The riot feels like what the series has been building toward this whole time. It’s the tipping point where all of the tensions between the Touched and London society boils over. And what happens right when the show is at that climax? It diverts into the future. The finale doesn’t deal with the aftermath of the riot. It barely even shows Amalia’s mission to save the Galanthi. Instead, the episode does away with all of that momentum and is structured as a massive poorly explained info dump on how Amalia got here. Even with all of that, it doesn’t answer many questions, like what are these aliens, and why do Amalia and the PDC think that they can save the planet?

Indeed, this is a show where a lot of the subtext could benefit from being made text. For example, the term Galanthi is introduced in episode 5 without any sort of definition, so if it took you a while to figure out what all of the characters were referring to, don’t feel bad, you didn’t miss anything. The show simply neglected to offer an explanation. The same could be said for the reveal that a Maladie devotee named Clara (Sylvie Briggs), a minor character who most viewers probably don’t remember, is the one who actually got hanged, and not Maladie herself. I was half waiting for a Monk-inspired “here’s what happened” monologue from Inspector Mundi (Ben Chaplin) about it, but there is none.

I’ve been singing this series’ praises all season long. From the moment that the severe Amalia and optimistic Penance (Ann Skelly) – by far the show’s best character – arrive with their witty banter to rescue Myrtle (Viola Prettejohn), and kick butt against mysterious mercenaries trying kidnap her, I was hooked. But, the repeated attempts to tell this alien/futuristic backstory keeps derailing what is otherwise an excellent show. Of course, Joss Whedon (The Avengers, Buffy the Vampire Slayer) helmed the season up until this point, and hereafter Philippa Goslett will be taking over as showrunner now that Whedon has stepped down (amid controversy surrounding the filmmaker), so she may very well have a different approach to how the narrative should be handled. But for now, I think we have to assume that the series is going to continue with what has already been set up. The result is that the show is being pulled in two different directions: The orphanage and the 19th century-set issues that surround it, and the alien from the future. World building is hard enough if you don’t have to set up two different ones within a single show.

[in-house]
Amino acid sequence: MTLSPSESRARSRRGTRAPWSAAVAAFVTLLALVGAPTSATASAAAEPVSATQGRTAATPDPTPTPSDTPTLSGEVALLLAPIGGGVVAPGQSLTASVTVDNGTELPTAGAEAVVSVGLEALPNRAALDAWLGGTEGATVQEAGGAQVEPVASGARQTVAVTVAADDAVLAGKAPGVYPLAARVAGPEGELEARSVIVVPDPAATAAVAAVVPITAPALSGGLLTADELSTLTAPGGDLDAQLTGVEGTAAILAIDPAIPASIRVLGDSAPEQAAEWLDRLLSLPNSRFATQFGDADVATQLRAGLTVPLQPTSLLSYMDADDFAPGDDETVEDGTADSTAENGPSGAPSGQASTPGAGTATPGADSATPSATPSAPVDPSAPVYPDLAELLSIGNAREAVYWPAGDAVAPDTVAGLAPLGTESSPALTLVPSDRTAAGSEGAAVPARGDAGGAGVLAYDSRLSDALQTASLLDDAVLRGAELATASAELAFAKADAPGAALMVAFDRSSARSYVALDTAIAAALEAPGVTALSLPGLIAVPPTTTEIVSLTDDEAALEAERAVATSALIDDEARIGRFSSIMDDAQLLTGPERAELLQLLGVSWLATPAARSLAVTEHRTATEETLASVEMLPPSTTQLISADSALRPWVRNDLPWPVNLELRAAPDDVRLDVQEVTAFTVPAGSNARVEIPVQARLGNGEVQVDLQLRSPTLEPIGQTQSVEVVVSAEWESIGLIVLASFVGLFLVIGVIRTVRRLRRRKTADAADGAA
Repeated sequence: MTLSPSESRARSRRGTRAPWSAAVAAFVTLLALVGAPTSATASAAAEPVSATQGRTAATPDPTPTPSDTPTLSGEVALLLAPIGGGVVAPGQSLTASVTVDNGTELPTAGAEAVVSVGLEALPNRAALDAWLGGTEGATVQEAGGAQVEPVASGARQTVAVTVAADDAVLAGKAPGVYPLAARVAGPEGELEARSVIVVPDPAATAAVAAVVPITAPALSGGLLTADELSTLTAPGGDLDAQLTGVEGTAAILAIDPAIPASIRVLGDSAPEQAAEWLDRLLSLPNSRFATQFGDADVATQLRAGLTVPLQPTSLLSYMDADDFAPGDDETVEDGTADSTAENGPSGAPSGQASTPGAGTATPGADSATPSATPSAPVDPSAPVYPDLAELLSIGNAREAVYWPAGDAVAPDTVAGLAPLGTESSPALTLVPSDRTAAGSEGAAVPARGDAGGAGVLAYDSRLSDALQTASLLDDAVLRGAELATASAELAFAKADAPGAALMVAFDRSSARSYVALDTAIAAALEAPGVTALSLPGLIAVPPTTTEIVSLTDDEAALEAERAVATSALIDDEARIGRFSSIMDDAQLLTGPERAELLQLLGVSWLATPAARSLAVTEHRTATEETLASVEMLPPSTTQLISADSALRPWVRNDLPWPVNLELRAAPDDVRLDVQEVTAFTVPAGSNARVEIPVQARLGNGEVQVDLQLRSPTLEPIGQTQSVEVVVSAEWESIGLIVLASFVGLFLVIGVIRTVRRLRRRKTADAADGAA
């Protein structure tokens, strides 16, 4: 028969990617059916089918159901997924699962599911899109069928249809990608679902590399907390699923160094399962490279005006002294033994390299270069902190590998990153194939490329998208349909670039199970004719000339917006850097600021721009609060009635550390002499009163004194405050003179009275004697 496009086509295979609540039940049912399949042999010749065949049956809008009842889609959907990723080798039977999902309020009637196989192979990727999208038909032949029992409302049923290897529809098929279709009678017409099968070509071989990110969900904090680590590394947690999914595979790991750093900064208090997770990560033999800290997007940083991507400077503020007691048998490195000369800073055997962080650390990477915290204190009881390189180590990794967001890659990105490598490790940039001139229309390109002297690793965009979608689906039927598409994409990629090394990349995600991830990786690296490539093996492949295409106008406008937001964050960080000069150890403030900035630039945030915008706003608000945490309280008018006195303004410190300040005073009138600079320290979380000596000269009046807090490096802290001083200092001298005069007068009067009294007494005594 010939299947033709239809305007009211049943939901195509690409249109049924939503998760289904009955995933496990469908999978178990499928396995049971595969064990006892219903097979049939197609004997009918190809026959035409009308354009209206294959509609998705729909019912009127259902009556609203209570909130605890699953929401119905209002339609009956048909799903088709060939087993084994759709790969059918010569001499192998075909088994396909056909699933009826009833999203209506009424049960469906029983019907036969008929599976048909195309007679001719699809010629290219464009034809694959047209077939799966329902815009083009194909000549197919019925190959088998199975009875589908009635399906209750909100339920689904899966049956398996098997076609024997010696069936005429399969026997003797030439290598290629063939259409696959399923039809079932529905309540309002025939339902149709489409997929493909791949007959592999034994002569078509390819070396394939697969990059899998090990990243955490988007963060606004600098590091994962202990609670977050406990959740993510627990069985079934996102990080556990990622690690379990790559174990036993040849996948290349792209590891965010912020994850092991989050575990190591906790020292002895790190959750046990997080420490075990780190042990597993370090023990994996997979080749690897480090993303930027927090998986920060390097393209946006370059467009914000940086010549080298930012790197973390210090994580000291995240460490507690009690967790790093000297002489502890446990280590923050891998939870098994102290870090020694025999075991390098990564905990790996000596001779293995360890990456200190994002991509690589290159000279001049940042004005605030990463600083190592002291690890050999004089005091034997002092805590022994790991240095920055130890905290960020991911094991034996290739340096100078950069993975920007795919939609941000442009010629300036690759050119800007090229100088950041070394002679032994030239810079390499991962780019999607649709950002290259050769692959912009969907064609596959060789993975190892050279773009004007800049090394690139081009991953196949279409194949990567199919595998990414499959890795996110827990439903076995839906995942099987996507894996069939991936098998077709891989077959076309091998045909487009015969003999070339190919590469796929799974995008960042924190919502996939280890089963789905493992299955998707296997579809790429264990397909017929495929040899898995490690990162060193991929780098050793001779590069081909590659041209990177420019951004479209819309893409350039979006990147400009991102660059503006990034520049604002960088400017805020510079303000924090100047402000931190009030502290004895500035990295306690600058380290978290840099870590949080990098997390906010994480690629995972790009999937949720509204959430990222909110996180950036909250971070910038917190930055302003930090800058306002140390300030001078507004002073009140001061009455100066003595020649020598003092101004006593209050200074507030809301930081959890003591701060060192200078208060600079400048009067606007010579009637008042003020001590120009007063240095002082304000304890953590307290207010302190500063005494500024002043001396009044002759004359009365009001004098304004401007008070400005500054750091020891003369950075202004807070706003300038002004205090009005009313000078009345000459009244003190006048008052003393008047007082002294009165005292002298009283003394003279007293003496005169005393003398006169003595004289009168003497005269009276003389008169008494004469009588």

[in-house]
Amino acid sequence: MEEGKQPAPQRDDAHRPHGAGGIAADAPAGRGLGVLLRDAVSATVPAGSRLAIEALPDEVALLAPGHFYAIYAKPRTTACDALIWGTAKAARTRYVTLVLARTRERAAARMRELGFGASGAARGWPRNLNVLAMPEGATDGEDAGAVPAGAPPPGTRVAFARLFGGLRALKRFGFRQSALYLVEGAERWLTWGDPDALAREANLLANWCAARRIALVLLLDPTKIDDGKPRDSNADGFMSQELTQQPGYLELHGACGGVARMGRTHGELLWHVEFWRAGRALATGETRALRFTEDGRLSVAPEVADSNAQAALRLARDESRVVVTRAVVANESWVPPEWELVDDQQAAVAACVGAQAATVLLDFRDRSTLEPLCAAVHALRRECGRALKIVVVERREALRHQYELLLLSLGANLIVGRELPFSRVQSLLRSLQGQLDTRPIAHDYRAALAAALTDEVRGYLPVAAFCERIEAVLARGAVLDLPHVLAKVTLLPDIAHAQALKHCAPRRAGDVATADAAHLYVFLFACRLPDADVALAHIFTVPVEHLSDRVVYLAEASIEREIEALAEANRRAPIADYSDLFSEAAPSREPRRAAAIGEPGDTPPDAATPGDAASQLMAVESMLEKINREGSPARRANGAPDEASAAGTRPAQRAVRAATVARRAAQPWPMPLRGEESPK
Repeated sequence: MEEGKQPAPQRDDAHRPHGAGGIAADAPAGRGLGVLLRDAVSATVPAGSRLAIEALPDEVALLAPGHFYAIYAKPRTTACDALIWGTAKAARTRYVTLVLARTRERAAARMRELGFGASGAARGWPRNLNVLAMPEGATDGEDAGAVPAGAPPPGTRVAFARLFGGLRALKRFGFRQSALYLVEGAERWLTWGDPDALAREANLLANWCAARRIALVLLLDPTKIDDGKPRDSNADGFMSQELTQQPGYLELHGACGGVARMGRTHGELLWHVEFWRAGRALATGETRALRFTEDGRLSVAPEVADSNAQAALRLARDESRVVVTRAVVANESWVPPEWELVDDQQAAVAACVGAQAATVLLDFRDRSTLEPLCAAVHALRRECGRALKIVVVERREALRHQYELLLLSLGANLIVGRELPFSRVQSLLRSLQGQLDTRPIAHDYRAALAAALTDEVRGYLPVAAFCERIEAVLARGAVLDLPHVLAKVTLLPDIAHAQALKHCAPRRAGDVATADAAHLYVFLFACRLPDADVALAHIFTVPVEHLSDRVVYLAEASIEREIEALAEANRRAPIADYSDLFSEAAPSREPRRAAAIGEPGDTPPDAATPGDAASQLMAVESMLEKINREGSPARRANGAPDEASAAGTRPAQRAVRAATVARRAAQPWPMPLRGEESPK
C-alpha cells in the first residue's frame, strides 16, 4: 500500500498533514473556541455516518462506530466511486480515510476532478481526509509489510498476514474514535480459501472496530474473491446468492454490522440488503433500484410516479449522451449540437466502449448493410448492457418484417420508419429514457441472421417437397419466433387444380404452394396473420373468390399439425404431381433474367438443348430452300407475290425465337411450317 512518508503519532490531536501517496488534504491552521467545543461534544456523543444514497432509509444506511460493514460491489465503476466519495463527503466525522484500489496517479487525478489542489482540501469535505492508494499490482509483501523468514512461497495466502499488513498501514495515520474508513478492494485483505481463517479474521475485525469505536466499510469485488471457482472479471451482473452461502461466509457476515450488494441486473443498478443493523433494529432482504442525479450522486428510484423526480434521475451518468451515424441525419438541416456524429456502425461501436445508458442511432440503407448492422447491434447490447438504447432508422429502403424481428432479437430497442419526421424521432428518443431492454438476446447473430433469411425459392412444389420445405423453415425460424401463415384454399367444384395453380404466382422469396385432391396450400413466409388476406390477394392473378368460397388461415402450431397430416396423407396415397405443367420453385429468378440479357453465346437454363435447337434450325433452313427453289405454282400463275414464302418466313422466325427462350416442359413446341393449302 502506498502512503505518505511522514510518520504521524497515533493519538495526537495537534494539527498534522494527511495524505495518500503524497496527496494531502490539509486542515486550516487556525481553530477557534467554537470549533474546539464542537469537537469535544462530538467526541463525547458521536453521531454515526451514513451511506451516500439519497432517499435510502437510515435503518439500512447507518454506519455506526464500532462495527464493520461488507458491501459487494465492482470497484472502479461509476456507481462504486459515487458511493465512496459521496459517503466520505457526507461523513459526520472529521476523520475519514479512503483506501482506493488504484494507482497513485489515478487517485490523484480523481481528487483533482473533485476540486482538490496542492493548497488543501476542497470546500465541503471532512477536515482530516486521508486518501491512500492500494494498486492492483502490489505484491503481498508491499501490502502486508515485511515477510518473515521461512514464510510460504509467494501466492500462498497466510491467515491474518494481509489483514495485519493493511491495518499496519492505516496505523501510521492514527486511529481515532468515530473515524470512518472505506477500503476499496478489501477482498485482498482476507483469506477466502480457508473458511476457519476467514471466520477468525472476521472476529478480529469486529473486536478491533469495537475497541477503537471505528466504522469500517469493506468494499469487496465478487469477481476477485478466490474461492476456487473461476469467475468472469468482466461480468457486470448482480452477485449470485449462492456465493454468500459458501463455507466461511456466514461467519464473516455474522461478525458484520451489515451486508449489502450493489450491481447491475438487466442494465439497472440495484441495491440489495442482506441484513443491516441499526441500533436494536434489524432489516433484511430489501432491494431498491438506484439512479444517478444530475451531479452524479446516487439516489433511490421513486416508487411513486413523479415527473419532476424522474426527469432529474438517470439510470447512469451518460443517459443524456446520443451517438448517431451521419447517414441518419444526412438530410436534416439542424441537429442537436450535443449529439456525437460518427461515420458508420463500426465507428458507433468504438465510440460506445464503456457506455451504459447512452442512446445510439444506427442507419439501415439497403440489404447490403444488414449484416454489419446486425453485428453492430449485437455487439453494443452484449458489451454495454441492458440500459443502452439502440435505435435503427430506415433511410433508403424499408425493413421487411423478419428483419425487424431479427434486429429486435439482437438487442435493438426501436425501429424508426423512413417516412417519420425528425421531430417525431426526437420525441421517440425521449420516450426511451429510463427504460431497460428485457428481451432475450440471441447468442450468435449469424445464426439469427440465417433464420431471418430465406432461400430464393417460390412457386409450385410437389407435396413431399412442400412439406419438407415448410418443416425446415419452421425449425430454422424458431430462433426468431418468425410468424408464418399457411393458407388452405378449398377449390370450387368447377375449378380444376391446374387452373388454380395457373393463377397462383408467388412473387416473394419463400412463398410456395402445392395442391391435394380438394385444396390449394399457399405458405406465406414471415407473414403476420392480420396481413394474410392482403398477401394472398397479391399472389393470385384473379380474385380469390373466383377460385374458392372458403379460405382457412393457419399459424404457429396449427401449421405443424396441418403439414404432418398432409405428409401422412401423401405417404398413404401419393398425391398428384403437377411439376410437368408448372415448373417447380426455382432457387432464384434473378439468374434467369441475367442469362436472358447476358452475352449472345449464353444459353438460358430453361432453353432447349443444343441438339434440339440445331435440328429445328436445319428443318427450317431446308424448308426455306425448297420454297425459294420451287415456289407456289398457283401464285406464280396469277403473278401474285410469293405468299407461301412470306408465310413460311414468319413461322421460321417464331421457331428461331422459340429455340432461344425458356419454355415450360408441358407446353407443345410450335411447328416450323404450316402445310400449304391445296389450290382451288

Watching the Touched residents of the orphanage take care of each other (that scene where everyone works together to interpret Myrtle’s translation of Mary’s song is just beautiful) as they deal with outside threats, like a serial killer that gives them a bad name, a playboy lord (James Norton) who wants to exploit them, and a society that wants to burn them, is fascinating. If only we could agree to retcon the wayward sci-fi part of the story, HBO would have the best new prestige fantasy series on television. As it stands, it’s likely to only get worse from here.